Just in case the ongoing Australian mice infestation wasn’t horrifying enough, a farmer’s wife was hospitalized after she woke up to a mouse eating her eyeball, the Sun reported.
She is just one of the many victims of the rodent plague, which has seen millions of mice wreak havoc on communities from Brisbane to Melbourne.
Last month, a farmer felt a mouse run across his face while he was sleeping.
“I felt a tickly, furry sensation as it crawled from behind my ear across my cheek,” Narromine’s Mick Harris told the UK’s Times. “It made my skin crawl. My hair stood up and I jumped out of bed.”
“For the rest of the night I didn’t sleep a wink — until I caught the mouse in a trap under the bed,” the 35-year-old farming consultant added.
Just weeks before that, his wife experienced a similar incident after she was woken up by a mouse chewing on her wedding ring finger.
“We’ve got two young kids. It does make you worry that when they wake up crying it’s because they have a mouse in their bed,” Harris said.
While these mice incidents are surely disgusting, they pose bigger issues than making your skin crawl. The mice have the potential to spread dangerous disease. One hotel owner almost died after contracting leptospirosis, a bacterial infection that is found in the rodents’ urine.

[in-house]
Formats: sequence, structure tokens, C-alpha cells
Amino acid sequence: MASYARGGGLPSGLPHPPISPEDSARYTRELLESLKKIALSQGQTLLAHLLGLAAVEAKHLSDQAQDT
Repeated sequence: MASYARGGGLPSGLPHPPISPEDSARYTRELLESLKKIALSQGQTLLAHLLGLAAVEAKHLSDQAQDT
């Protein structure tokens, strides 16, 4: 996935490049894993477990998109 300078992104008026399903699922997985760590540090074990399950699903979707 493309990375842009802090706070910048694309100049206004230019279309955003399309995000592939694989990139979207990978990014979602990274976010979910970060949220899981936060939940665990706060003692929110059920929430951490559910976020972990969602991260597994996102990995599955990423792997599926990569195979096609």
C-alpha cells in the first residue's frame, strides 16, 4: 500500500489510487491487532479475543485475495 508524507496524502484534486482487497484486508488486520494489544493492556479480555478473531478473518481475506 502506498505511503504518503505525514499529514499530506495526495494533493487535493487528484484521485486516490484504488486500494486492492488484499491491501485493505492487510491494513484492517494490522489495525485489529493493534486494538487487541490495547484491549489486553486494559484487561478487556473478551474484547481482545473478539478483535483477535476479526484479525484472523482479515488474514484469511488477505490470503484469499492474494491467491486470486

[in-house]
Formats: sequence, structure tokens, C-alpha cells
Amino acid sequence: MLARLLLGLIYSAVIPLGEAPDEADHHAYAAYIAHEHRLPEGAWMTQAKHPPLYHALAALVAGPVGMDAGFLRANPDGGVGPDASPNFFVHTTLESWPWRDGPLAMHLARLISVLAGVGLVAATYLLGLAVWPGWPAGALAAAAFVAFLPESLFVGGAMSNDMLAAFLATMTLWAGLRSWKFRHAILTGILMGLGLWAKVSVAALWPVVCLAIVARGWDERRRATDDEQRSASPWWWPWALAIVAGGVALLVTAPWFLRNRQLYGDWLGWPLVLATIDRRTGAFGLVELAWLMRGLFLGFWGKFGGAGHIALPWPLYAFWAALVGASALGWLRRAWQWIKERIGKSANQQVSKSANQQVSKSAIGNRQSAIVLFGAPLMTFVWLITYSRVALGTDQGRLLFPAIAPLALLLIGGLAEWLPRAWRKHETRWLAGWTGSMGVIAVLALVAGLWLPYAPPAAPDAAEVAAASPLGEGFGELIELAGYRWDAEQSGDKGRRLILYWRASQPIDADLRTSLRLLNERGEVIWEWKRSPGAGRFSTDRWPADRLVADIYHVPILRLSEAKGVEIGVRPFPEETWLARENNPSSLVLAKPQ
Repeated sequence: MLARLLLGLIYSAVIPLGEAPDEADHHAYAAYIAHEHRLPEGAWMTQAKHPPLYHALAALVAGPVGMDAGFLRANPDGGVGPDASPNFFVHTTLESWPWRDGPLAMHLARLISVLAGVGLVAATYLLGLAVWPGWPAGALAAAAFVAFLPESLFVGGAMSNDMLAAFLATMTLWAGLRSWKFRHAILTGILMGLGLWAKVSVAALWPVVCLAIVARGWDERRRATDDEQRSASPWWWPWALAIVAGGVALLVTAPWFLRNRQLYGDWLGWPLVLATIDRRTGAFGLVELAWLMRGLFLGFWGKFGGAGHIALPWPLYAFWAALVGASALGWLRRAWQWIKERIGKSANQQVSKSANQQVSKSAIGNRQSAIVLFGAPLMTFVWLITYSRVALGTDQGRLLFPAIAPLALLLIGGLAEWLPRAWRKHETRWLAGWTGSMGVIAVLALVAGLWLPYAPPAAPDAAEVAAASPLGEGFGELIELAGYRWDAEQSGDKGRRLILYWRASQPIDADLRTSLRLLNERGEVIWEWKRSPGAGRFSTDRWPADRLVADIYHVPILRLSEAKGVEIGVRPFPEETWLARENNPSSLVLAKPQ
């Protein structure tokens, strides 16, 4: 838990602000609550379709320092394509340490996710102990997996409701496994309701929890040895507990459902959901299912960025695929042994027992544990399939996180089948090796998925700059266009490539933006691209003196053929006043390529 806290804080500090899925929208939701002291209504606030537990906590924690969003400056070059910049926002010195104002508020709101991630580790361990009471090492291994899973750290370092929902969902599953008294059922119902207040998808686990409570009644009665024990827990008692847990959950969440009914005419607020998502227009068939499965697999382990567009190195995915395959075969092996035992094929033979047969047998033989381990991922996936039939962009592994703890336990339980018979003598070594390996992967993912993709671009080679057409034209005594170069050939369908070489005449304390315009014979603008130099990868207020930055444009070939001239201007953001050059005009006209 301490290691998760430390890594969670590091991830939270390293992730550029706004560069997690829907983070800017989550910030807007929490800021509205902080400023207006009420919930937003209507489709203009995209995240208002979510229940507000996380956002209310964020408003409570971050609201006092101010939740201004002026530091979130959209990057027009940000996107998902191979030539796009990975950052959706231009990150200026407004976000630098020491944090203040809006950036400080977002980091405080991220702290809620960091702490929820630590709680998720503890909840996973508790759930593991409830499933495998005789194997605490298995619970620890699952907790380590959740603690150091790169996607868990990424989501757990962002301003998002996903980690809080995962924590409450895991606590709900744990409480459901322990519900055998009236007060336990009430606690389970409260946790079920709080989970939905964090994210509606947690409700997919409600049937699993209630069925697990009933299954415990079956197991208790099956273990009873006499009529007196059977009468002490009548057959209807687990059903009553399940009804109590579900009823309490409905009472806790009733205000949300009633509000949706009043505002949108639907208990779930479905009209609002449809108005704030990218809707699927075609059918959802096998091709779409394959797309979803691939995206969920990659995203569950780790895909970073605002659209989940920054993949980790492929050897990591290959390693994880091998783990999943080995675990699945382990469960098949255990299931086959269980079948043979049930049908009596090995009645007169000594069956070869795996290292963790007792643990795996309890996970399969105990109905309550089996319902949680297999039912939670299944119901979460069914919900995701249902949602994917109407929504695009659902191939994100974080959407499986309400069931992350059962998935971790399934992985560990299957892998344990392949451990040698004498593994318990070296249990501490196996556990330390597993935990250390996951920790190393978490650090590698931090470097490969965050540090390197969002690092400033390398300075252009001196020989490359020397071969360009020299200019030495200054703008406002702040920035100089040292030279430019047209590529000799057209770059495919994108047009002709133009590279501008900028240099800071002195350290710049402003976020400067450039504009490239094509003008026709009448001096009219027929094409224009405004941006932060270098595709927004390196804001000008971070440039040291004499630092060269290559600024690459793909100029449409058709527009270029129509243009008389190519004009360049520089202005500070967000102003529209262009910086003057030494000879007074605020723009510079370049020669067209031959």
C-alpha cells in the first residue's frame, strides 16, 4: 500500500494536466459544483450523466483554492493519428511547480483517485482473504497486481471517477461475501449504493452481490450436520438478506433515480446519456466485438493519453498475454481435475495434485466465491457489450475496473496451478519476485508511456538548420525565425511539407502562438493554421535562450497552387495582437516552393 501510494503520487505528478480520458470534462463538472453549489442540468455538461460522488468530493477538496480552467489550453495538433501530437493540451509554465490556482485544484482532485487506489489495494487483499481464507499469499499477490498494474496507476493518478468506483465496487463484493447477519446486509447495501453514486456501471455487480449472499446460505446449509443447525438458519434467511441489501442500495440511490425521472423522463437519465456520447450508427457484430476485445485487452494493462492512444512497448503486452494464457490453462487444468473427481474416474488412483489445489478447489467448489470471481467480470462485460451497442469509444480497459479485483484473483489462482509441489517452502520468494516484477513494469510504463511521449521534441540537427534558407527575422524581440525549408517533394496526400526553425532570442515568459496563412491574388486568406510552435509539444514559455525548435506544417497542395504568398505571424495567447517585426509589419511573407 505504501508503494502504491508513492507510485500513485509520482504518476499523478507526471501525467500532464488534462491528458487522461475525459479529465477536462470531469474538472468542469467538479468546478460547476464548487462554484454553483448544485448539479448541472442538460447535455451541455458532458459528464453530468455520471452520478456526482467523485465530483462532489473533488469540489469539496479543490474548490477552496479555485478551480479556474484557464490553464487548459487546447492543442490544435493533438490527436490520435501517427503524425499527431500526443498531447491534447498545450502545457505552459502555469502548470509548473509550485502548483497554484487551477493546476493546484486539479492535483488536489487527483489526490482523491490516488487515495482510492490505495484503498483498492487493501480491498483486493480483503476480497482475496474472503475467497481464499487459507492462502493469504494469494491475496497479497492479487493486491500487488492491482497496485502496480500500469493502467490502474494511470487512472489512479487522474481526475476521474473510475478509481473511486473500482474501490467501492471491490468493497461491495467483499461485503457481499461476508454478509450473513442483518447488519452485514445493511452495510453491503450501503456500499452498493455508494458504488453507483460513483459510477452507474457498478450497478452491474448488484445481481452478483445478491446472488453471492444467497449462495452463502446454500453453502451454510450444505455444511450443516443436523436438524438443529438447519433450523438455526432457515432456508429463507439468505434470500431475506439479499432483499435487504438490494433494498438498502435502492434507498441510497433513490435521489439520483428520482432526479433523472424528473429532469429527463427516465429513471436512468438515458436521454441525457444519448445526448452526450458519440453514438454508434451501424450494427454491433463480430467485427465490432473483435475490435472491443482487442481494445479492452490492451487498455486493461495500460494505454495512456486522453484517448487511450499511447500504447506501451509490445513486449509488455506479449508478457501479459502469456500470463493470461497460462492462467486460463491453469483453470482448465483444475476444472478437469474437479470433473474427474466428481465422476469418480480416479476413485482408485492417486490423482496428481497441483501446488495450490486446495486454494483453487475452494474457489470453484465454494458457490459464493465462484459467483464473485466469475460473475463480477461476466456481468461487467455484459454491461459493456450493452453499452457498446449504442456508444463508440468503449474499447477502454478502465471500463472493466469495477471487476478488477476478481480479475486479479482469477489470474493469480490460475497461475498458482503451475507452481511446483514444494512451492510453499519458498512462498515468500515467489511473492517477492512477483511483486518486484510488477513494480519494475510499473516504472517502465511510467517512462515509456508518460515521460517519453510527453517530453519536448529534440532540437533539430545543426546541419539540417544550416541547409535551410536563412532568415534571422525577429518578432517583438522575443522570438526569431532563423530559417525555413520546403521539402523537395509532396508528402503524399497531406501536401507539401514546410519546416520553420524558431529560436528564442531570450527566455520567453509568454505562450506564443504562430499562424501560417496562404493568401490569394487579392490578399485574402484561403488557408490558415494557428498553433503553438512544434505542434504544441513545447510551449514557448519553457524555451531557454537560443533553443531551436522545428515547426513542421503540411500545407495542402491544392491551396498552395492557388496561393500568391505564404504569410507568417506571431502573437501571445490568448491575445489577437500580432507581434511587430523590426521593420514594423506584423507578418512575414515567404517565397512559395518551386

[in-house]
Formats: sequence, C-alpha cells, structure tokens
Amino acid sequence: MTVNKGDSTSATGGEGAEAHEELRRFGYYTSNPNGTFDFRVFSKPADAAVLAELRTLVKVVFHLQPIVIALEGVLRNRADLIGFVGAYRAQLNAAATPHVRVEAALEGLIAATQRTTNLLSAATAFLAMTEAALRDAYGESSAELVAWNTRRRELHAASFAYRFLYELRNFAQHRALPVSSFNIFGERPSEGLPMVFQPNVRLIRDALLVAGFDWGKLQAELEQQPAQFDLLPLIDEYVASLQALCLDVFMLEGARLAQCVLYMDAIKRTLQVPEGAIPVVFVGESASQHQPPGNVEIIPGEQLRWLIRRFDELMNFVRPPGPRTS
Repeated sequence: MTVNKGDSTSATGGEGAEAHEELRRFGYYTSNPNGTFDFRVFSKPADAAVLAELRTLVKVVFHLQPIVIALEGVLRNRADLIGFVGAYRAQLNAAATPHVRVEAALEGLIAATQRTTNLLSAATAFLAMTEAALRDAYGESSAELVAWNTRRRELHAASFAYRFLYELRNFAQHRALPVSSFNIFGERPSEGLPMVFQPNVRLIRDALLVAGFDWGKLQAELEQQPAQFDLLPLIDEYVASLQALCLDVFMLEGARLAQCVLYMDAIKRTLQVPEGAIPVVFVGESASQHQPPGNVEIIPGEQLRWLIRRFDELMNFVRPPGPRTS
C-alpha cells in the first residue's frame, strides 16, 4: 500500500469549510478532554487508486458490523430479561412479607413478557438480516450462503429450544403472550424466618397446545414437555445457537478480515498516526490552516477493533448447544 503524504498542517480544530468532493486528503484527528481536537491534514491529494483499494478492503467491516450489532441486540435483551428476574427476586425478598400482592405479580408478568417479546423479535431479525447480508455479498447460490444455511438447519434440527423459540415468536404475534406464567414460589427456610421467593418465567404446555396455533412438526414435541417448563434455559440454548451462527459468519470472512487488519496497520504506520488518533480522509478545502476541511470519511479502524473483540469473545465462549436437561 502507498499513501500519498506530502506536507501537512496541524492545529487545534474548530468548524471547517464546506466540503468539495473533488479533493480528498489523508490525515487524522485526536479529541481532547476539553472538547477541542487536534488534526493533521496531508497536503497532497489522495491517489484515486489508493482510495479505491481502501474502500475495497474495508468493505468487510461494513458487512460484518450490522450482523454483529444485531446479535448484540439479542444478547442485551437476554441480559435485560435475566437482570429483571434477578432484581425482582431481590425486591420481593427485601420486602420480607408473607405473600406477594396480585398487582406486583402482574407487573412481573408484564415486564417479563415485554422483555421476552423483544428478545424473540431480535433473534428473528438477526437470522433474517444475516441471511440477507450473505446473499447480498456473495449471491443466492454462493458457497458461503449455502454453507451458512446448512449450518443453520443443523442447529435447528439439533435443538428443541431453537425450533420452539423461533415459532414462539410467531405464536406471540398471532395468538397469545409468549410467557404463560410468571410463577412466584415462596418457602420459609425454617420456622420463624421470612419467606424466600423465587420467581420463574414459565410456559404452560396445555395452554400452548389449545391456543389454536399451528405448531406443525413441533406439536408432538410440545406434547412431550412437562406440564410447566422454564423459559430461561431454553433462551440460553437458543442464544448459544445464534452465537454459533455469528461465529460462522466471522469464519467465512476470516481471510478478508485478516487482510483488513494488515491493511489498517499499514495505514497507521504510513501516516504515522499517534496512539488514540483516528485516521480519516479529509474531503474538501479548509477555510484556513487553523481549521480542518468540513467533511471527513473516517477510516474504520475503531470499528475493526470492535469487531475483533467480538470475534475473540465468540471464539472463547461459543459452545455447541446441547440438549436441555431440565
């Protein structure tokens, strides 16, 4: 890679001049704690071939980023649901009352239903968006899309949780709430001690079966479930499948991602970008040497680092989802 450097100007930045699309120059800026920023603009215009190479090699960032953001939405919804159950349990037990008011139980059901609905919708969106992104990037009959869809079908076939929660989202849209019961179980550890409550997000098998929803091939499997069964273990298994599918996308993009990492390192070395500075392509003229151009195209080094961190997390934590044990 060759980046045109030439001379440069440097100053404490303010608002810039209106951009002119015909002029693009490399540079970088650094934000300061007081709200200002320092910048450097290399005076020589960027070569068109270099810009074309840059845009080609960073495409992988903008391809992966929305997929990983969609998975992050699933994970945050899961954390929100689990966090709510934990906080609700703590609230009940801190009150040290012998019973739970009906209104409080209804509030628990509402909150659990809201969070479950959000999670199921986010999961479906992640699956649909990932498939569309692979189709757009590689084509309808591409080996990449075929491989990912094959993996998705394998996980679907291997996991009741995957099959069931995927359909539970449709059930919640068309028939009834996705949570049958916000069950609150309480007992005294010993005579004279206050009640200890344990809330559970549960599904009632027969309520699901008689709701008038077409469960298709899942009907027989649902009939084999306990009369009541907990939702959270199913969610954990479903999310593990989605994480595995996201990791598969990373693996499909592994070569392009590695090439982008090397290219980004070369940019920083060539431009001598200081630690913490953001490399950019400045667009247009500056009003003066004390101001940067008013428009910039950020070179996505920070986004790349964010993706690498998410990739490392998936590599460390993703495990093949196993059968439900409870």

The mice have also caused hundreds of thousands of dollars worth of crop damage. They even sparked fires by chewing through electrical cords.
“The mice are into everything,” Xavier Martin, the vice president of the New South Wales Farmers’ Association, told ITV News. “If I walk out of the door there now and stand still they’ll climb out the outside of my trousers and inside of my trousers, they’re just running about everywhere,” he said.
“They’ve taken over a lot of our homes, our sheds, our vehicles, our tractors,” he added.
Meanwhile, Australian prisoners and staff had to evacuate a prison last month after their facility was put under mouse arrest.
The infestation has gotten so bad that Aussies are calling for it to be declared a “natural disaster” so they can collect insurance payouts for any mouse-induced damage. Right now, in many cases, it is not covered.
If that doesn’t sound disastrous enough, the mice infestation may also lead to a plague of venomous snakes looking to capitalize on the abundance of food. Snakes might reduce the mice population, but they could ultimately pose a bigger threat as 100 species of snakes in Australia are venomous and deadly to humans.
In an attempt to prevent a prolonged “plague event,” the New South Wales government has procured 5,000 liters of the rodenticide bromadiolone, which is currently prohibited for agricultural use nationwide, the Sun reported.